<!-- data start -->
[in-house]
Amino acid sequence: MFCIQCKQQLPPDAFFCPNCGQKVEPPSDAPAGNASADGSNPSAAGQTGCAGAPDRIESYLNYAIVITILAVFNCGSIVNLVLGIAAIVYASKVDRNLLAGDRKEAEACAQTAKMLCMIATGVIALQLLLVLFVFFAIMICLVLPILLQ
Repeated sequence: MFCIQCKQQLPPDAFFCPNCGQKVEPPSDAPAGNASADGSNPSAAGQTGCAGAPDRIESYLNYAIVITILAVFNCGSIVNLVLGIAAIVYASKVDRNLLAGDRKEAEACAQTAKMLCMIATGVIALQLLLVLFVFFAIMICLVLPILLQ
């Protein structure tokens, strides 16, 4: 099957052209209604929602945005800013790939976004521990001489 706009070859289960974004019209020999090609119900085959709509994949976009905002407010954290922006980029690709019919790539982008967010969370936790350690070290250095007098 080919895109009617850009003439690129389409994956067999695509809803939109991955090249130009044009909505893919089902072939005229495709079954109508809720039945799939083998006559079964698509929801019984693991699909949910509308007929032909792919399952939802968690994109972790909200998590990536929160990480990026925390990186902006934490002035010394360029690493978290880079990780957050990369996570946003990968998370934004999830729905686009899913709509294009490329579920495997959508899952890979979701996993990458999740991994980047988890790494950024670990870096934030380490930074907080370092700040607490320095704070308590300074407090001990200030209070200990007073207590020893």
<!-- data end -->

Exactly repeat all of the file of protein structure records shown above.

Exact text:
[in-house]
Amino acid sequence: MFCIQCKQQLPPDAFFCPNCGQKVEPPSDAPAGNASADGSNPSAAGQTGCAGAPDRIESYLNYAIVITILAVFNCGSIVNLVLGIAAIVYASKVDRNLLAGDRKEAEACAQTAKMLCMIATGVIALQLLLVLFVFFAIMICLVLPILLQ
Repeated sequence: MFCIQCKQQLPPDAFFCPNCGQKVEPPSDAPAGNASADGSNPSAAGQTGCAGAPDRIESYLNYAIVITILAVFNCGSIVNLVLGIAAIVYASKVDRNLLAGDRKEAEACAQTAKMLCMIATGVIALQLLLVLFVFFAIMICLVLPILLQ
């Protein structure tokens, strides 16, 4: 099957052209209604929602945005800013790939976004521990001489 706009070859289960974004019209020999090609119900085959709509994949976009905002407010954290922006980029690709019919790539982008967010969370936790350690070290250095007098 080919895109009617850009003439690129389409994956067999695509809803939109991955090249130009044009909505893919089902072939005229495709079954109508809720039945799939083998006559079964698509929801019984693991699909949910509308007929032909792919399952939802968690994109972790909200998590990536929160990480990026925390990186902006934490002035010394360029690493978290880079990780957050990369996570946003990968998370934004999830729905686009899913709509294009490329579920495997959508899952890979979701996993990458999740991994980047988890790494950024670990870096934030380490930074907080370092700040607490320095704070308590300074407090001990200030209070200990007073207590020893």